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She’d managed to get rid of the boxes, storing most of them up in the attic—a perk most of the houses in the area didn’t have. She even had a basement, another rarity in the state. Going up to the attic and down to the basement had been a bit overwhelming. Why, she wondered, hadn’t she realized just how much stuff she would find there? Despite that, there had been plenty of room for her boxes. In time, she promised herself, she would check out everything that was already there.

She sat down at the piano in the parlor, feeling happy as she ran through the jingle herself one more time. She was ready to try out Allison Chesney’s sound, she decided, just as the doorbell rang.

Being smart, as she had promised everyone she would be, she looked through the peephole before opening the door. The young woman on the other side was a pretty brunette with flashing hazel eyes. As soon as Christina opened the door, she offered her hand with a shy smile. “Christina? I’m Allison.”

“Hi, great to meet you. Come on in.”

“This is your house?” Allison said in awe as she stepped inside.


“It’s fabulous.”

“Thank you. It’s been in the family a long time,” Christina replied. “Can I get you something before we get started? Tea? Coffee? A bottle of water?”

“Water would be great, thanks.”

“Make yourself comfortable in the parlor,” Christina told her, pointing the way.

She got a bottle of water from the kitchen and returned to find Allison standing by the piano, looking out the bay window.

“This is really spectacular,” Allison told her. “I grew up in a place just like this.”

“Really? Where are you from?”

“The Gainesville area.”

“It’s pretty around there.”

Allison laughed. “Pretty quiet.”

“It can’t be too quiet. It’s a university town,” Christina reminded her.

“Yeah, and that’s about it. But at least it’s close to the action here. Well, action Florida-style. I thought I was so good when I was a kid that I was sure I’d be a big deal in New York by now,” she said ruefully. “But that’s not the way it happened.”

“Don’t put yourself down. I listened to your demo,” Christina told her. “You’re good.” She sat down at the piano bench and smiled in return. “Or are you trying to tell me that doing jingle work is slumming it?”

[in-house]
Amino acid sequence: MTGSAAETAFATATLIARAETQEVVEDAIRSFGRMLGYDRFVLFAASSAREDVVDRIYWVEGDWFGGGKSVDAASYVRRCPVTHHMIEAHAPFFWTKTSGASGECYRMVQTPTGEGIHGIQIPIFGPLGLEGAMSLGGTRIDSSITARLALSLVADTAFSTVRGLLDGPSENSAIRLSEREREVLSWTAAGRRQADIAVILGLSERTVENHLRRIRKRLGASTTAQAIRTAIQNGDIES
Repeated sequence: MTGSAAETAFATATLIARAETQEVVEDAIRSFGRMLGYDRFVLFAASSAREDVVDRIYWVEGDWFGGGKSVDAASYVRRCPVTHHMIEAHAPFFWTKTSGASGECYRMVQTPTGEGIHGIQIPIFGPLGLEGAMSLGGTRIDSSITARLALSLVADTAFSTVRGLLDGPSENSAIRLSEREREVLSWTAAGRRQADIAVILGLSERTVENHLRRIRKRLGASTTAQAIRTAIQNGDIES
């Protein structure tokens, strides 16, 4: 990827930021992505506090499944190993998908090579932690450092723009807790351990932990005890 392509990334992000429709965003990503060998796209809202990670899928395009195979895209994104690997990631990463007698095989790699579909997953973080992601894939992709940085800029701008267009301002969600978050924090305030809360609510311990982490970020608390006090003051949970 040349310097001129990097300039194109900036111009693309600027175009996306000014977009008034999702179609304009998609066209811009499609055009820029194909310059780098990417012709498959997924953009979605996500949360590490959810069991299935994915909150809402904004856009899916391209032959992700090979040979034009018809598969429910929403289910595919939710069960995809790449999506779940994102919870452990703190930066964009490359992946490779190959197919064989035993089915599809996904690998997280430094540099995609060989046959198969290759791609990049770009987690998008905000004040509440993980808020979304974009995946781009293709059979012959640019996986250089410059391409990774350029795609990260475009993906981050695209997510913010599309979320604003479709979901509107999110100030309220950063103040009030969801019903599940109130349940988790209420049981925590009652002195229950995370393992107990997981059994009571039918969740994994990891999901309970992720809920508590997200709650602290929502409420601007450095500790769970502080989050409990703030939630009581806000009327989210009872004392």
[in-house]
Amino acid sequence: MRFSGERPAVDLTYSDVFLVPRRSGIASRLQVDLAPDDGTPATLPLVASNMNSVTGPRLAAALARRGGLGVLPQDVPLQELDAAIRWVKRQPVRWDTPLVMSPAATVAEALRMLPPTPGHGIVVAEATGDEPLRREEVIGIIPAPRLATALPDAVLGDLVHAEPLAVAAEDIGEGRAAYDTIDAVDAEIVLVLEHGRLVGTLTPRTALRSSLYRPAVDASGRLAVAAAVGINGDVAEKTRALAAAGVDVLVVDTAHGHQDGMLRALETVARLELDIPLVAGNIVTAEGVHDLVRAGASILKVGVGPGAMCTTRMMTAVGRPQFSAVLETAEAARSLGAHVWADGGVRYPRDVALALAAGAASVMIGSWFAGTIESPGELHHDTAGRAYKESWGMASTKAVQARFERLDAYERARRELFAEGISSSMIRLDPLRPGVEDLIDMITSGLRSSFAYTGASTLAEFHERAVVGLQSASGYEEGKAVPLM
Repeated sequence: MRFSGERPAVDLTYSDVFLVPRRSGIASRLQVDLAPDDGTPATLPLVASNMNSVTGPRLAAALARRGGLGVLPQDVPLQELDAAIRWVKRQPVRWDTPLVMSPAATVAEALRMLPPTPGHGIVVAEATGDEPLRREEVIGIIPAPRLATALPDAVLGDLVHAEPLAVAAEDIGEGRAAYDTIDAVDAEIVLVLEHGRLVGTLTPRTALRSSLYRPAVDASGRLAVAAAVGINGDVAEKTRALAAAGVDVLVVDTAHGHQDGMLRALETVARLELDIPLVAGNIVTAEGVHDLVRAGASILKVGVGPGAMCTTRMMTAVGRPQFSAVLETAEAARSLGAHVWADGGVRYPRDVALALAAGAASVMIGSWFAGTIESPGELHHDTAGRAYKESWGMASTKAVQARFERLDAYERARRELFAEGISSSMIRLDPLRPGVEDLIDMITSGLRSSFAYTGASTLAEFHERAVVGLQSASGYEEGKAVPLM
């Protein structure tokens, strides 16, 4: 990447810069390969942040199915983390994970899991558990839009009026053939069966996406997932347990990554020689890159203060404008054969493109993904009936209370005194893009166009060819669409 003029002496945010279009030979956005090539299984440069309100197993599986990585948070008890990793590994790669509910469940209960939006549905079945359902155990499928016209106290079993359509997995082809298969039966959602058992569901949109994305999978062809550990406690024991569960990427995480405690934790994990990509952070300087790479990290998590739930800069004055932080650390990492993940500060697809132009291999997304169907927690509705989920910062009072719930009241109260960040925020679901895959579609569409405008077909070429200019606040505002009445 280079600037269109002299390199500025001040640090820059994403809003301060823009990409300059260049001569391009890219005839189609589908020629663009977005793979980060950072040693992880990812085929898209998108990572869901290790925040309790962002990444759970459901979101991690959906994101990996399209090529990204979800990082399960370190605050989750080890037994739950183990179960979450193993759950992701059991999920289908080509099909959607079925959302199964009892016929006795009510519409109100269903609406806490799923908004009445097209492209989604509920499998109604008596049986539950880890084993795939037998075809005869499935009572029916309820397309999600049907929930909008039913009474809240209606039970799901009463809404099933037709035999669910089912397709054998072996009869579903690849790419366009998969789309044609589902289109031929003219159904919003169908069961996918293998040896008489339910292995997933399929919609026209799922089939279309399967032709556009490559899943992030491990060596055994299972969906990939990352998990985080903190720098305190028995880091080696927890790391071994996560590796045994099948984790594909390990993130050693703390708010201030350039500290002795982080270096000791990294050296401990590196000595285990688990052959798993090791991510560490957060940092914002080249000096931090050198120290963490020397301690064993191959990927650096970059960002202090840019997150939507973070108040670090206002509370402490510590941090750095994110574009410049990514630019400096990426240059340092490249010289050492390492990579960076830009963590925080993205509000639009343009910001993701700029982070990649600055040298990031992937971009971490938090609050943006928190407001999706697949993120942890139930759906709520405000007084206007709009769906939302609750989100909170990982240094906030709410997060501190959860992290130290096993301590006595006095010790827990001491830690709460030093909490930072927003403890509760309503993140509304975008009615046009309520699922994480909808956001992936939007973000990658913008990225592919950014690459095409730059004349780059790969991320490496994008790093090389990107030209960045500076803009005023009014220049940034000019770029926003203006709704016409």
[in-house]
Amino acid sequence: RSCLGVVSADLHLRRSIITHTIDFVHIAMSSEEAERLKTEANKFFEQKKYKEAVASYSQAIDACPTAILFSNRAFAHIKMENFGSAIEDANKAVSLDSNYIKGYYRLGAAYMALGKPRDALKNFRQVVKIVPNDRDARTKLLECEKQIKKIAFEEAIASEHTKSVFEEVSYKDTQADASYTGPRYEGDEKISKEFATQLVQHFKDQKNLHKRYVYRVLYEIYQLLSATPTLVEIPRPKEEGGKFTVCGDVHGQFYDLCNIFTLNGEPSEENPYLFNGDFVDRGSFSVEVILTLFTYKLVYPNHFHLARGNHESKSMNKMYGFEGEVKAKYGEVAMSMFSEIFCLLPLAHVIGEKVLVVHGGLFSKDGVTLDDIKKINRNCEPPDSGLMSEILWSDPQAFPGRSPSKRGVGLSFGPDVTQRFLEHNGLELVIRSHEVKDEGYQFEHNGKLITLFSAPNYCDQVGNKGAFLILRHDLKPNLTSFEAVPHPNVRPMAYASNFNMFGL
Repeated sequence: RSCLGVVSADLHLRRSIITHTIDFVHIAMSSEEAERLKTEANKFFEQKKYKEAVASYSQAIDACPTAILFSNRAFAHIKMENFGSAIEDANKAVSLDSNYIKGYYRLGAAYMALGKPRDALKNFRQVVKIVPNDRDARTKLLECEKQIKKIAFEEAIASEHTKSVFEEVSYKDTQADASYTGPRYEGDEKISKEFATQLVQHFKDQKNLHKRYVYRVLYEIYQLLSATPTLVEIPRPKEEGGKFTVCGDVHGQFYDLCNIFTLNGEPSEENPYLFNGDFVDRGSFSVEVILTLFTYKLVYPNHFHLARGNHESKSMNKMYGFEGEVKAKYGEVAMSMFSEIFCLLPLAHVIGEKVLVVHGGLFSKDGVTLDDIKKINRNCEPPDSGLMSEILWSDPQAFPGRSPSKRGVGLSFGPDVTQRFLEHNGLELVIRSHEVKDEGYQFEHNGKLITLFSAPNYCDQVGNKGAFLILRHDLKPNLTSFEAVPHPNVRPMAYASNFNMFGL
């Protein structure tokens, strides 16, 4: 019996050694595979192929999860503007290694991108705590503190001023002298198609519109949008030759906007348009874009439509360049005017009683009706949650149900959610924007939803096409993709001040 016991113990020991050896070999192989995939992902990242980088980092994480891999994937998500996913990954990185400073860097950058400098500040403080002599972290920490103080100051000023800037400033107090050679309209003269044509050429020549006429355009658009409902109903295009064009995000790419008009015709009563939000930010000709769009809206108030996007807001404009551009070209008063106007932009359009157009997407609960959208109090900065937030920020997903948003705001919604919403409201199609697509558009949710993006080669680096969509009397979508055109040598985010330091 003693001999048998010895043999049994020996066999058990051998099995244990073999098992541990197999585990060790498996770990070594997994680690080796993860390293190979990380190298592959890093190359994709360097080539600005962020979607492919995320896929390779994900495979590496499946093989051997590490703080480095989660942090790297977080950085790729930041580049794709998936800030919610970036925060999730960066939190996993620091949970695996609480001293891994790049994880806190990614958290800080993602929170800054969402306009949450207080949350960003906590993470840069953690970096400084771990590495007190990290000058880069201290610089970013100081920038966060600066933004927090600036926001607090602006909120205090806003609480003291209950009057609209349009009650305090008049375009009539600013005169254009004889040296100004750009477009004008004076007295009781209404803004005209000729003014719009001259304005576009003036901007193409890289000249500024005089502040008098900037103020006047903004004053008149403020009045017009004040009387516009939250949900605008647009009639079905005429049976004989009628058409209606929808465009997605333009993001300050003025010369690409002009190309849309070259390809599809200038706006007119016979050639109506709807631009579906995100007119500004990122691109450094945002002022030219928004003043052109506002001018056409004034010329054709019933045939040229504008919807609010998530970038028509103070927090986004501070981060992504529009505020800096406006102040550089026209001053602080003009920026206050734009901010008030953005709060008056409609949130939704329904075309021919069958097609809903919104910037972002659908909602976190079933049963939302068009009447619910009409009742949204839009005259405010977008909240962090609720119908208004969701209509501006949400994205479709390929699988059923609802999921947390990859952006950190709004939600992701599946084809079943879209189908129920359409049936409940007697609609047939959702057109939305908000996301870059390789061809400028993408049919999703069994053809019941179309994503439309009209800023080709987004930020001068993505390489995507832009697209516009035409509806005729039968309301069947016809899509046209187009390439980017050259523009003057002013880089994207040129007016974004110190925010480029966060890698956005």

“Oh, good God, no!” Allison said. “Not at all. It’s just that…well, I guess it’s this house and, quite honestly, you. What are you? About twenty-five?”

“On the nose.”

“And you’re so successful,” Allison murmured.

“I’m paying the bills,” Allison said, smiling.

“Did you ever want to compose great operas or something?” Allison asked, openly curious.

“Nope. I always liked writing little ditties. Must be my Irish heritage,” she said dryly. “Quite frankly, I just got lucky with my first jingle and found a good agent. My cousin Dan is an actor, though, and he’s still trying to get a break into the big time. Well, the bigger time, anyway.”


“He’s a few years older than I am, and he’s done some great shows, but you know how it is. Every time something ends, you’re looking for something new. At the moment he’s playing Raccoon Ralph at the new park, but he’s been promised a lead in their next main stage show, so he’s feeling pretty hopeful.”

“Cool,” Allison said, looking more relaxed.

“So…ready to get started?”

“Can I hear you do it first? Just so I can get a sense of how you hear it?”

“Sure,” Christina said, and sang, “Keep it off your hips, try our great new chips, Sanina’s is a trip if you’re looking for a chip.”

Allison smiled broadly as she finished. “Cool,” she said again, then apologized. “I’m sorry. There are other words in my vocabulary. Really.”

“Not to worry. There’s no reason to be nervous around me.”

“Sure there is. You can fire me.”

“I told you, I liked your demo. I really liked it. Okay?”

Allison started singing then, without waiting for the piano accompaniment. She had just the voice Christina wanted. Women would hear her and think they could be just like her; men would think there was suddenly something sexy about potato chips. Most important, people had to find it catchy enough to make them think about Sanina’s Chips frequently.

“Great,” Christina told her, and Allison blushed proudly.

They ran through it a few times with the piano, until Christina was more than satisfied that Allison could do the job.

“Okay, we’ve got an appointment with the Sanina’s people at the recording studio next Tuesday morning, nine o’clock.”

Allison nodded vigorously. “I wrote it all down the first time we talked. This is great. Thank you. Thank you so much!”